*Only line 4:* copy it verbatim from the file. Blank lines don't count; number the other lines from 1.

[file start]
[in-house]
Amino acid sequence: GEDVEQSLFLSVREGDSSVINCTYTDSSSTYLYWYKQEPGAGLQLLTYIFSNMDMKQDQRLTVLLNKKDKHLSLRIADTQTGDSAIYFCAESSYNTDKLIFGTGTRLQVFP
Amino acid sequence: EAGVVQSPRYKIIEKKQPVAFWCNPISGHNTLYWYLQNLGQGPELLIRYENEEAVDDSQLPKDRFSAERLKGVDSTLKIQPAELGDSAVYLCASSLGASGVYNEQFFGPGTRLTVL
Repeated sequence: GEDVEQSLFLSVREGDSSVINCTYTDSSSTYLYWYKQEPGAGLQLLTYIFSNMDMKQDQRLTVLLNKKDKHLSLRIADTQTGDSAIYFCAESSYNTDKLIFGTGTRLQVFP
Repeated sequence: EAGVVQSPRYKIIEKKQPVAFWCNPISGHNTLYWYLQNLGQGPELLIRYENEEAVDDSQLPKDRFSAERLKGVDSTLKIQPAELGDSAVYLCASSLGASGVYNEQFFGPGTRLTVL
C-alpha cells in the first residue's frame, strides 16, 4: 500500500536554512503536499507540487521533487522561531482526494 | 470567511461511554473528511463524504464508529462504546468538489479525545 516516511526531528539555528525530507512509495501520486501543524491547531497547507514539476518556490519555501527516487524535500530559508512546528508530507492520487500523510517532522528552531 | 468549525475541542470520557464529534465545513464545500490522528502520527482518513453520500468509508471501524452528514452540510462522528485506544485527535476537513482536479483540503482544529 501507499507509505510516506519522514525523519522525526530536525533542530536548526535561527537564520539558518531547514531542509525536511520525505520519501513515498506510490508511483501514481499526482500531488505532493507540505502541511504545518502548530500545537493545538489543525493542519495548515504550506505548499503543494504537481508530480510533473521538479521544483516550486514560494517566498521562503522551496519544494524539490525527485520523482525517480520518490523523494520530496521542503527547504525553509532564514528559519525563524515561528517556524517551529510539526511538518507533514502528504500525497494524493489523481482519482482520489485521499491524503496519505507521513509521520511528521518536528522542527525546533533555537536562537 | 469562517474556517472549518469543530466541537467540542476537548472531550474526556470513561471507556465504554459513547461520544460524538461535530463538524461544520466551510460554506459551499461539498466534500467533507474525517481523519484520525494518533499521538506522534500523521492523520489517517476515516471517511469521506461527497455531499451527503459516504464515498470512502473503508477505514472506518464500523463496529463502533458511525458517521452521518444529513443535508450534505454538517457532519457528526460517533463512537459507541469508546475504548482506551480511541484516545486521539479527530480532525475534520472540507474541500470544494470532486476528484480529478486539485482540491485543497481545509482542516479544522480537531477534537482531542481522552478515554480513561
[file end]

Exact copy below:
Repeated sequence: GEDVEQSLFLSVREGDSSVINCTYTDSSSTYLYWYKQEPGAGLQLLTYIFSNMDMKQDQRLTVLLNKKDKHLSLRIADTQTGDSAIYFCAESSYNTDKLIFGTGTRLQVFP